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Online Acceptance and Commitment Therapy for people with painful diabetic neuropathy in the United Kingdom: A single-arm feasibility trial

Research output: Contribution to journalArticle

Original languageEnglish
Pages (from-to)1-35
Number of pages35
JournalPain Medicine
Publication statusAccepted/In press - 2020

Documents

  • PDN_Trial_Manuscript

    PDN_Trial_Manuscript.docx, 1.15 MB, application/vnd.openxmlformats-officedocument.wordprocessingml.document

    25/03/2020

King's Authors

Abstract

Objective: This study aimed to assess the feasibility of online Acceptance and Commitment Therapy for painful diabetic neuropathy in the United Kingdom and to determine if a larger randomised controlled trial testing treatment efficacy is justified.
Methods: Participants with painful diabetic neuropathy were recruited online and from hospital services. This was a single-arm study in which all participants received online Acceptance and Commitment Therapy. Participants completed questionnaires at baseline and 3-month post-treatment. Primary feasibility outcomes were recruitment, retention, and treatment completion rates. Secondary outcomes were pre- to post-treatment effects on pain outcomes and psychological flexibility.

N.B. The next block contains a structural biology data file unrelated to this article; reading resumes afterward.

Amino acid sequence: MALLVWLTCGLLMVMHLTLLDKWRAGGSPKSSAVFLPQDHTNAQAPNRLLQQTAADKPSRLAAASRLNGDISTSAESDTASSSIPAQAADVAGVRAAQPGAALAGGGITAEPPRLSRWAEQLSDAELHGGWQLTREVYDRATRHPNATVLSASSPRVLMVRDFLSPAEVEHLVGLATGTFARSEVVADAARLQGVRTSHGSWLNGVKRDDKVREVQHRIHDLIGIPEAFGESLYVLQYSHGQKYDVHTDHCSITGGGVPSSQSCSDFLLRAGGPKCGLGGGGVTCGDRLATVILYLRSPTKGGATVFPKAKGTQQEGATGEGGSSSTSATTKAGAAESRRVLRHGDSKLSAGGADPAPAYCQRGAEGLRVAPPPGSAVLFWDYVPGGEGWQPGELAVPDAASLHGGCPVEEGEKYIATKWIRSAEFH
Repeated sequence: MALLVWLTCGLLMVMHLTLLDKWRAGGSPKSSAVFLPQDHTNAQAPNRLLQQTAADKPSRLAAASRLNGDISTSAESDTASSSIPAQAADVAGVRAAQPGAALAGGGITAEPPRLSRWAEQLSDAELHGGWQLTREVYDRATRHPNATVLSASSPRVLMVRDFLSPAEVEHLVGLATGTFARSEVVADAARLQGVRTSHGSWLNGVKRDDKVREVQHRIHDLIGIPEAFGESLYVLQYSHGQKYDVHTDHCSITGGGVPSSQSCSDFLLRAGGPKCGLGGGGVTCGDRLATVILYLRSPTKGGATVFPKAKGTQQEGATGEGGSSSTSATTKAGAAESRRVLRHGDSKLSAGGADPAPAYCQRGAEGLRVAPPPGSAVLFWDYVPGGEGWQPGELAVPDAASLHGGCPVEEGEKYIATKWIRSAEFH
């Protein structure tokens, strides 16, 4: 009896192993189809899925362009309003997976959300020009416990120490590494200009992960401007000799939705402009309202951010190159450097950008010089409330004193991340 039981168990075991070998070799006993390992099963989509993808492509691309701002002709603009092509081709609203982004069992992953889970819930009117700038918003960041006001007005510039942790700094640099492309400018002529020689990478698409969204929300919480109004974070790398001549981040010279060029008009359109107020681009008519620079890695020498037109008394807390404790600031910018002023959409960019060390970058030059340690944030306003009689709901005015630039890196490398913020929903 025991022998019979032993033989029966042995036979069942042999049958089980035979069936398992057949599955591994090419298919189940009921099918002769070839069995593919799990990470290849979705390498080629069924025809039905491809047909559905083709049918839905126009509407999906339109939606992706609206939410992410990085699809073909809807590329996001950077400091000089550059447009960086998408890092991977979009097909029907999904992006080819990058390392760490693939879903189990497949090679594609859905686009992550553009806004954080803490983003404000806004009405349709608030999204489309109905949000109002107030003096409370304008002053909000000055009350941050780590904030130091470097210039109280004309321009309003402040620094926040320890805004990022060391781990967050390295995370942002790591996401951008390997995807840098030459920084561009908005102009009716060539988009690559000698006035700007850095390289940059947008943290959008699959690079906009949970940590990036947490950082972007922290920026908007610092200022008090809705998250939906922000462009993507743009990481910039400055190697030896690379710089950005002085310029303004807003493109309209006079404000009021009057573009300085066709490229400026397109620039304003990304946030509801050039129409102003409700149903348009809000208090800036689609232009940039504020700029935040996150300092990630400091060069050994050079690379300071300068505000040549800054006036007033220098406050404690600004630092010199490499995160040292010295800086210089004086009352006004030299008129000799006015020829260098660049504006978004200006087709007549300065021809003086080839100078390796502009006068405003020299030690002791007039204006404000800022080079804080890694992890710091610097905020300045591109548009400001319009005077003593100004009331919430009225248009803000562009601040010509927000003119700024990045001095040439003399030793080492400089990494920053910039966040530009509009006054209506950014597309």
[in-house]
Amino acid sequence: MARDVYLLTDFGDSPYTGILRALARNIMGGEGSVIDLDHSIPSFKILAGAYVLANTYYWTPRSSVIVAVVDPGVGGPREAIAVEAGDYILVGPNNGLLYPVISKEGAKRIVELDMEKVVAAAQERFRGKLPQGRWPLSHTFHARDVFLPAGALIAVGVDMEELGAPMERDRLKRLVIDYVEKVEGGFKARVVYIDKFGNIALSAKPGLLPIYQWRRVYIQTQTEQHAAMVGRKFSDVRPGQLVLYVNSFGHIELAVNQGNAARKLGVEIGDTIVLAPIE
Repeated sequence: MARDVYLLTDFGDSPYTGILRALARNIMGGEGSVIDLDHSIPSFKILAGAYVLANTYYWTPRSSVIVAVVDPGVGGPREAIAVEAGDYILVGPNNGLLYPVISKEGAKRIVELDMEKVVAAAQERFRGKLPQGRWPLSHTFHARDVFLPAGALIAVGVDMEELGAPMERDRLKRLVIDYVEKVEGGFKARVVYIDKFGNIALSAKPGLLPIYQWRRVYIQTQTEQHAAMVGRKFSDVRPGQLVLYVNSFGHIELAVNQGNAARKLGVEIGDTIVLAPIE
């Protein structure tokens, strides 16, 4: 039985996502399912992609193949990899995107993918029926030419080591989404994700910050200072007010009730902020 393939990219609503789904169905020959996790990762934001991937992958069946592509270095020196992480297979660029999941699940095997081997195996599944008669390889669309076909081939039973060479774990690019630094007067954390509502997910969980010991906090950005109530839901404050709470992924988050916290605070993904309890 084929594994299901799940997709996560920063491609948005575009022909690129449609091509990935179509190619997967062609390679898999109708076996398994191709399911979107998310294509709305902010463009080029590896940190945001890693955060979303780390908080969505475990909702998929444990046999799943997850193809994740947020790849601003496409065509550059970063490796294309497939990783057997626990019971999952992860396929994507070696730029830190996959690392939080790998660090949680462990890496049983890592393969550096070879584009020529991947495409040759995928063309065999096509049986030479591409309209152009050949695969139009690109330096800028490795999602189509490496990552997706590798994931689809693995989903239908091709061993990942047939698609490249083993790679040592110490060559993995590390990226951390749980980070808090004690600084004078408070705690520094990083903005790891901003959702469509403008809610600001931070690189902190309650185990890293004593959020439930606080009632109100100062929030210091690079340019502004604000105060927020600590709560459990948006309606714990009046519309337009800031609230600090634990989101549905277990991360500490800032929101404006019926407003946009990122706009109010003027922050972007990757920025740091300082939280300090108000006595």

Results: From 225 potentially eligible participants, 30 took part in this study. Regarding primary feasibility outcomes, the treatment completion and follow-up questionnaire completion rates were 40% and 100%, respectively. Generally, at baseline those who completed the treatment, compared to those who did not, had better daily functioning and higher psychological flexibility. With respect to secondary outcomes, results from the completers group showed clinically meaningful effects at post treatment for 100% of participants in pain intensity and pain distress, 66.7% in depressive symptoms, 58.3% in functional impairment, 41.7% in cognitive fusion, 66.7% in committed action, 58.3% in self-as-context, and 41.7% in pain acceptance.
Conclusions: This preliminary trial suggests feasibility of recruitment and follow-up questionnaire completion rates supporting planning for a larger randomised control trial. However, treatment completion rates did not achieve the pre-specified feasibility target. Changes to the treatment content and delivery may enhance feasibility of online Acceptance and Commitment Therapy for people with painful diabetic neuropathy on a larger scale.

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